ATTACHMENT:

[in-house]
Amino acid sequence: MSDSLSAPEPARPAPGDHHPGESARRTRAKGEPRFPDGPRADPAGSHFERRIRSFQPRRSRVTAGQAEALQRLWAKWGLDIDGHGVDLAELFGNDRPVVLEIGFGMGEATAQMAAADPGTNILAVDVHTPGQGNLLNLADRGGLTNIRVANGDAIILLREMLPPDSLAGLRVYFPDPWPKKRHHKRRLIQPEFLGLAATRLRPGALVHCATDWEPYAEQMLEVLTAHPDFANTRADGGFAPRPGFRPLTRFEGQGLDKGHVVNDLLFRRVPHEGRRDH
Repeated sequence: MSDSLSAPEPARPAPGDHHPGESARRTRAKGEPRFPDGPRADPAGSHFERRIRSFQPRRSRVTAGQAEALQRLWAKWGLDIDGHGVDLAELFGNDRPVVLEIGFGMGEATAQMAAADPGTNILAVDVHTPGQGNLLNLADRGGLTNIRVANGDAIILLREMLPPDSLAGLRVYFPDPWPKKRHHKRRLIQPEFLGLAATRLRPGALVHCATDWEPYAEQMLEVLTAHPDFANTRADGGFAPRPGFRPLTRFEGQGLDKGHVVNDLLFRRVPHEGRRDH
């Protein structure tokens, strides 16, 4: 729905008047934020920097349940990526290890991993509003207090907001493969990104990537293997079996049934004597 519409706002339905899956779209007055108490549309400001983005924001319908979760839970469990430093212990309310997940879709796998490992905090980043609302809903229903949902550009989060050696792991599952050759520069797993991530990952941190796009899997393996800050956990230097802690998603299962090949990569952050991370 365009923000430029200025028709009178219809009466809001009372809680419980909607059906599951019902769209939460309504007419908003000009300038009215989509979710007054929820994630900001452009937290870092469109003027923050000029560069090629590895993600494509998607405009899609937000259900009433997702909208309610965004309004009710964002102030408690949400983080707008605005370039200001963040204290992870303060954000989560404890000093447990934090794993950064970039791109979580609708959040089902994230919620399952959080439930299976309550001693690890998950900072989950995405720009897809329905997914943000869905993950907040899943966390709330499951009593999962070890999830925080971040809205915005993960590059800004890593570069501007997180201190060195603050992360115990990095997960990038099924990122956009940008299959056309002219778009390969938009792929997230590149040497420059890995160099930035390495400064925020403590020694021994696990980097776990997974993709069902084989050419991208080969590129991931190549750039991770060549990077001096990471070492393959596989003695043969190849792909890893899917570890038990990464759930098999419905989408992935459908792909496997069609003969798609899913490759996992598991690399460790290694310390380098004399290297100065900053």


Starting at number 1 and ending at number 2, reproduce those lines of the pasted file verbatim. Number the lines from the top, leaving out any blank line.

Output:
[in-house]
Amino acid sequence: MSDSLSAPEPARPAPGDHHPGESARRTRAKGEPRFPDGPRADPAGSHFERRIRSFQPRRSRVTAGQAEALQRLWAKWGLDIDGHGVDLAELFGNDRPVVLEIGFGMGEATAQMAAADPGTNILAVDVHTPGQGNLLNLADRGGLTNIRVANGDAIILLREMLPPDSLAGLRVYFPDPWPKKRHHKRRLIQPEFLGLAATRLRPGALVHCATDWEPYAEQMLEVLTAHPDFANTRADGGFAPRPGFRPLTRFEGQGLDKGHVVNDLLFRRVPHEGRRDH